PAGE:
Through a private arrangement which seeks to ensure that by 2023 the Territory decreases its fossil energy dependency the BVI is about to make good on its energy conservation strategy.
It was announced long ago that the Ministry for Communications and Works under whose authority the BVI Electricity falls is keen to see the Territory cut its dependency on fossil fuels by 50 percent through the use of energy supplied by alternative means.
Although the project is still in the discussion phase, Mr. Leroy Abraham, the General Manager of BVI Electricity Corporation announced that this is a step in the right direction for the organization which spends 60 percent of its costs on fuel.
During a press conference on 25 July to open the tender for the new fuel arrangement Abraham announced that the BVI EC has had plans for the better part of a decade and a half to diversify energy production in the Territory utilizing renewables.
But flimsy hope and “special” interests are part of the equation that most likely is the cause of the pervasive dilatory “mañana” syndrome that has slowed the process to an endless “wait ‘n see” for 15 years.
“At this point and stage what I would say the success is, that we have achieved over that period of time [is]we were successful in assisting the Government of the Virgin Islands in actually changing the legislation or adding legislation that actually permits renewables. At this point and stage we are hoping in the not too distant future that the supporting regulations to support that legislation which has already passed will likewise be passed to provide the opportunity for customers to utilize renewable energy,” the General Manager announced.
It is to be hoped that the remedy is not worse than the problem.
Mr. Abraham said that the dream of seeing renewable energy becoming a part of the power supply in the BVI is close to realization as the Corporation completes talks with a private company with plans to develop a utility scale renewable energy plant.
“We are… in discussions with some private developers for the installation of what we term as utility scale projects, which are large scale for us …solar …renewable projects; which would be integrated… so we are looking at a blended mix of energy products with renewables being a portion of it,” he disclosed.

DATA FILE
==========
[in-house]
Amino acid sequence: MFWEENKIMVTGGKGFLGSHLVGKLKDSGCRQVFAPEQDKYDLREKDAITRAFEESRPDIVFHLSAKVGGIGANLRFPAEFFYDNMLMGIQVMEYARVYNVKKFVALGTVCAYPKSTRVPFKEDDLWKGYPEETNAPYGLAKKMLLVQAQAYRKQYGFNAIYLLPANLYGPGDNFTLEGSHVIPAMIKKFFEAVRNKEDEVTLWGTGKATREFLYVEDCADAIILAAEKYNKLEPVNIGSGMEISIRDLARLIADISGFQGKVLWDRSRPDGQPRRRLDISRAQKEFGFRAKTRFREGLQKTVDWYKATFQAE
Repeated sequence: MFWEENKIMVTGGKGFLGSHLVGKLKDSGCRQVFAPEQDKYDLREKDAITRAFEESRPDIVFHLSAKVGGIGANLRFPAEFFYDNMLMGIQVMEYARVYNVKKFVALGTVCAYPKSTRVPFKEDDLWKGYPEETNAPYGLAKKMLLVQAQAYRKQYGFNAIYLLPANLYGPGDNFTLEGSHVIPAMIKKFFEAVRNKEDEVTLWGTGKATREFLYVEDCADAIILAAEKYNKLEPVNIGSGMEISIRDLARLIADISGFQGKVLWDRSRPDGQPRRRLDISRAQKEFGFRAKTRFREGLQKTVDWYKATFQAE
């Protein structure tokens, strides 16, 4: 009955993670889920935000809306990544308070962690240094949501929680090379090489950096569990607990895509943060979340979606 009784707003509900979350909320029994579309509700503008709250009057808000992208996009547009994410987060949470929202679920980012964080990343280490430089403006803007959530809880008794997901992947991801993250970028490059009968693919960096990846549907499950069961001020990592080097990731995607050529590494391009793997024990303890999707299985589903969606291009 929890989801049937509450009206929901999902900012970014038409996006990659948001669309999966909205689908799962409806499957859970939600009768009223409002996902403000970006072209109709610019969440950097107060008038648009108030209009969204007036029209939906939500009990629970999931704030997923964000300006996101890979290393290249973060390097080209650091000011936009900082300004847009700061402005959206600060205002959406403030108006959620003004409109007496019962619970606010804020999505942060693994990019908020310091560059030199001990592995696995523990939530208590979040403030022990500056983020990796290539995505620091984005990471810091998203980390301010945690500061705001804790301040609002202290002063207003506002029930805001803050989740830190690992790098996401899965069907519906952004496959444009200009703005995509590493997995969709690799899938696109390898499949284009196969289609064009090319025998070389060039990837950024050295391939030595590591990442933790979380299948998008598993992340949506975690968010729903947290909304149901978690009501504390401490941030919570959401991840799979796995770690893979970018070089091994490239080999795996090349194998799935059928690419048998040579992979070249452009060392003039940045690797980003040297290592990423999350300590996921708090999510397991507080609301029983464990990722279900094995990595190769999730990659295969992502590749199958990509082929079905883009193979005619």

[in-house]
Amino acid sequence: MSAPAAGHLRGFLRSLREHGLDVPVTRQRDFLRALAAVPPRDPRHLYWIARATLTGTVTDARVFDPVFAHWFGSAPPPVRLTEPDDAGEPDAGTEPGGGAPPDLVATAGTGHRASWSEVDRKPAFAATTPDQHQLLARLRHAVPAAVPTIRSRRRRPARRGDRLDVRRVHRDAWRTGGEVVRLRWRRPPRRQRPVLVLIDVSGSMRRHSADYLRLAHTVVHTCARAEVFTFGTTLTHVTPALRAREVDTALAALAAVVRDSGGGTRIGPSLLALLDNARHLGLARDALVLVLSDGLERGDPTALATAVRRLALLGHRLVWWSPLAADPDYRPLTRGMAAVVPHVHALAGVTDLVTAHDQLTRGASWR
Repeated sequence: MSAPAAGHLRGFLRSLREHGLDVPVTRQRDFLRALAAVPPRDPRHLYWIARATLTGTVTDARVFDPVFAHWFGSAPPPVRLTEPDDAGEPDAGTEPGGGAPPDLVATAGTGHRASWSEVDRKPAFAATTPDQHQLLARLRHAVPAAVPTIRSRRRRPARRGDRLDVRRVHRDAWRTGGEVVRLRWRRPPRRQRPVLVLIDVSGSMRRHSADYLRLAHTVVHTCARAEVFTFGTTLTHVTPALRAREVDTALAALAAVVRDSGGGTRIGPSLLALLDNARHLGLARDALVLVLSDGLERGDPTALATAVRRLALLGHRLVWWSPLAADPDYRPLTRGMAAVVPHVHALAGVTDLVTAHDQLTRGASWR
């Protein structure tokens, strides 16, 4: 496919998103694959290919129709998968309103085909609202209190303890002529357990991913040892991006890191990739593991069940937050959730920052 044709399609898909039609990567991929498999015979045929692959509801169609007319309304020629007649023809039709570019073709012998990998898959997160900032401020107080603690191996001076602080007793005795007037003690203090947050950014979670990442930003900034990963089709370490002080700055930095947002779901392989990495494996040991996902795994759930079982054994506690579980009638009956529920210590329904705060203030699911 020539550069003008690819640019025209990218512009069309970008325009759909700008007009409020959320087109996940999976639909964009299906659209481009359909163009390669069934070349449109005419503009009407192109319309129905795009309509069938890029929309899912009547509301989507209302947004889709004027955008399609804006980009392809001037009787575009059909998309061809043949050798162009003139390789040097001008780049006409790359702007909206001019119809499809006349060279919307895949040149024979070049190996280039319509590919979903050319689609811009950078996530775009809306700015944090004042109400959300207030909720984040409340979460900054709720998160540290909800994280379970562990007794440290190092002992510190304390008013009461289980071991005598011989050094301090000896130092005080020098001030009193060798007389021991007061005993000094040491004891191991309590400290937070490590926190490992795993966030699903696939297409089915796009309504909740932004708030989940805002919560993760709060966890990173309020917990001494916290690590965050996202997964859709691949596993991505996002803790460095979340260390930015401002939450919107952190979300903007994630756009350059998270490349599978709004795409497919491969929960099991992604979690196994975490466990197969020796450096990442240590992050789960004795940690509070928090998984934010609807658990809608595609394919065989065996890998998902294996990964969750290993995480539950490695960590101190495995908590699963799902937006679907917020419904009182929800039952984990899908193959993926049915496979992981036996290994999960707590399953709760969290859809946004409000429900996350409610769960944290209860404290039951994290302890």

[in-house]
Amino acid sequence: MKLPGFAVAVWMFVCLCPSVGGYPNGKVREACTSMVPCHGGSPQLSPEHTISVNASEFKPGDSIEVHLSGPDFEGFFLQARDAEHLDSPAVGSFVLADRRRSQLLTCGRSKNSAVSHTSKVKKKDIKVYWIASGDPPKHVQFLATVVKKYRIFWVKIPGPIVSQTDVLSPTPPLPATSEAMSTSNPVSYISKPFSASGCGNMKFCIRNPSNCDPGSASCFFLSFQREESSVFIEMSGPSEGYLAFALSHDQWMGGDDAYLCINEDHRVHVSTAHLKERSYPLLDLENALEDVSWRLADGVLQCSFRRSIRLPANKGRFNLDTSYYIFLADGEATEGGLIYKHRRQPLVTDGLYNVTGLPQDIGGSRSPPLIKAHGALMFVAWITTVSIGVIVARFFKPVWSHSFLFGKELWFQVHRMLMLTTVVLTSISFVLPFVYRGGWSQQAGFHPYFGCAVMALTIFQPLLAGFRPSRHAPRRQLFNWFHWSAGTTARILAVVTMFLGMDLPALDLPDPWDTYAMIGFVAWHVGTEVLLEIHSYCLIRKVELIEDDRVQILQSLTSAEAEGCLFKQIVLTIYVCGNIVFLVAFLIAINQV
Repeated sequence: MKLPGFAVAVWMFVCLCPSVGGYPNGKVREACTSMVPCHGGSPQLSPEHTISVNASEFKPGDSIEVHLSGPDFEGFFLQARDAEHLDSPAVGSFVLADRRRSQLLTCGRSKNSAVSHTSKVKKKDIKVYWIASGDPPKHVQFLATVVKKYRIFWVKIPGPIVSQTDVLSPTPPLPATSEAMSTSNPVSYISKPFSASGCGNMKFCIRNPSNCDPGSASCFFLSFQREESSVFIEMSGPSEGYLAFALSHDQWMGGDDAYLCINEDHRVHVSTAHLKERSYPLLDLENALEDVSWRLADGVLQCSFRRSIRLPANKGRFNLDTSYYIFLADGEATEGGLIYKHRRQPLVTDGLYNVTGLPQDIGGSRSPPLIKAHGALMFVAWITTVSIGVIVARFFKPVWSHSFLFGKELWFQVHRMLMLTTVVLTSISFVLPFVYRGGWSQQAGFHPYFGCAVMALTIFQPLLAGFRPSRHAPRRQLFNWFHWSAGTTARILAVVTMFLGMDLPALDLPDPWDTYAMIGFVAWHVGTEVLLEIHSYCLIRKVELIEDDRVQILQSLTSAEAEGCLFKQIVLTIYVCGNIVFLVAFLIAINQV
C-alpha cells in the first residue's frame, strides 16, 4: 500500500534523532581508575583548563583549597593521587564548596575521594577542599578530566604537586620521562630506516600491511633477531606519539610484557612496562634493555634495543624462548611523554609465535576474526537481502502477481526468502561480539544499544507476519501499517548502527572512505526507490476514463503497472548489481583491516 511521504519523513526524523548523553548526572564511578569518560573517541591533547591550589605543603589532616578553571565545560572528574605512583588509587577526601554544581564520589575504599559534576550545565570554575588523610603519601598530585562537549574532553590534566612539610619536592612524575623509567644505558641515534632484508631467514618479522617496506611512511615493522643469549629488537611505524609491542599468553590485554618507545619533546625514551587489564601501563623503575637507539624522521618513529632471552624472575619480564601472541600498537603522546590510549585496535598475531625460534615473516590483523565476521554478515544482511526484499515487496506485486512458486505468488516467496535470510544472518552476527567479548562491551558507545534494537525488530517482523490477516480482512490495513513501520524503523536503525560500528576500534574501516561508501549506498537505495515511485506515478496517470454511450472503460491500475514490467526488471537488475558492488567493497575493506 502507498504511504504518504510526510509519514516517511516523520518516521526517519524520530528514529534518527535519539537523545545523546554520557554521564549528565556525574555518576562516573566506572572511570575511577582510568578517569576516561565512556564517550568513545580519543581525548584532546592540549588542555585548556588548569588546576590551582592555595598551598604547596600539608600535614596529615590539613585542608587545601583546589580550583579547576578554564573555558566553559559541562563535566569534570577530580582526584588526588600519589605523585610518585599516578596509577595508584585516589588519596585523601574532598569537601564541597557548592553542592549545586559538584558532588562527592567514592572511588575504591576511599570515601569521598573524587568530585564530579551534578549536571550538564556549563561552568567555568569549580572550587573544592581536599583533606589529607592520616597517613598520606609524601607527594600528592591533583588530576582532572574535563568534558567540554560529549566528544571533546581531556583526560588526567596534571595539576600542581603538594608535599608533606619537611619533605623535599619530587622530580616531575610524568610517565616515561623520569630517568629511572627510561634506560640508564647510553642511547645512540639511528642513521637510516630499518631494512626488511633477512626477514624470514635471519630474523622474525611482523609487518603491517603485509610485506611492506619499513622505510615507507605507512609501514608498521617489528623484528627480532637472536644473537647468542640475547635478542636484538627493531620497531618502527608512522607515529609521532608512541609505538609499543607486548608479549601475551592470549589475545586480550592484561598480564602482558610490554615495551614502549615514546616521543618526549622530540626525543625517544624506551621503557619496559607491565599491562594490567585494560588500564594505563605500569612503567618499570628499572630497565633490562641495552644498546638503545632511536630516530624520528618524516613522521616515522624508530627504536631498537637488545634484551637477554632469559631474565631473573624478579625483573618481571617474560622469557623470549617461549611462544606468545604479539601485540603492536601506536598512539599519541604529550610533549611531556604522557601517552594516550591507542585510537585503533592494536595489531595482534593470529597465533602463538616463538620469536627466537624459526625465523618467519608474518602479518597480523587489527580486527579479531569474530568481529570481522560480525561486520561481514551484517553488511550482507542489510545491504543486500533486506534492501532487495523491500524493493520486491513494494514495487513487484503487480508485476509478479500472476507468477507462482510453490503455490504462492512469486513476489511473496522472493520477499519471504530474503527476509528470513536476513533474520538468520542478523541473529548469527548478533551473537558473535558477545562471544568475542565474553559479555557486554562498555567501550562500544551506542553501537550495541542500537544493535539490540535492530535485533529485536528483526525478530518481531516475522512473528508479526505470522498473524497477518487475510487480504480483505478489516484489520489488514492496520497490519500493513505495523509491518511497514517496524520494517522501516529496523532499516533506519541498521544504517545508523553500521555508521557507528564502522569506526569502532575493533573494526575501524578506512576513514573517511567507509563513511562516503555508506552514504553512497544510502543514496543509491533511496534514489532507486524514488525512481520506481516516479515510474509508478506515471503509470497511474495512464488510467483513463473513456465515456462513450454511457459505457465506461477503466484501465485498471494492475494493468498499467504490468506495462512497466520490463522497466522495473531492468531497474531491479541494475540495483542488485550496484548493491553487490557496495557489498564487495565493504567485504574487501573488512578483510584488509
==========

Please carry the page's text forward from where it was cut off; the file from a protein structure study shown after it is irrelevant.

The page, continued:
The General Manager explained that the BVI may never become fully reliant on alternative energy, but he said that these forms of fuel should still be a part of power supply.
In fact, Abraham disclosed that the BVIEC is about to sign a contract with a regional company with specialization in alternative energy production. “We are having discussions right now with a company called Caribbean Alternative Energy, we have been having discussions with them viewing their proposals for the better part of four years going through a very thorough a technical and financial due diligence we are at the point and stage of developing a contract which we call a power purchase agreement and hopefully…before the ending of the year – in the next few months we should be able to confirm the terms of that arrangement and execute the project,” he pointed out.
Residents Keen on Renewable Energy
The push now to see the incorporation of renewable energy in the Territory comes not only after legislative strides, but following two petitions from residents. The most recent of the petitions was made in 2017 by a petitioner who was identified as ATEC.
While making the case for the move to renewable energy ATEC said: “Making the transition to renewable energy in the BVI is very important. It will enable us to reduce and eventually eliminate our dependence and spending on foreign fuel. This will secure the energy future of the British Virgin Islands and help us to save Millions in the short term and Billions in the long term as a community.”
ATEC noted that the Territory has already commenced the move towards renewable energy from a legislative perspective and stated that the process should go even further: “The legal framework is in place and only a few final decisions need to be made to finalise the regulation for the law. The regulation needs to be passed through the BVI House of Assembly to complete the process.”
This is not the first time the Government has been petitioned about renewable energy. In 2012 local company Green VI presented Government with draft regulations that spelt out the process for residents interested in renewable energy to obtain permission to install alternative energy systems.
Green VI’s draft legislation was coupled with a petition that was signed by over 1,500 residents who wished to see the BVI progress to renewable energy. The petition stated: “The BVI is blessed with abundant sunshine and trade winds. We want to use these to produce our own clean energy so we are less dependent on imported, expensive and polluting fossil fuels.”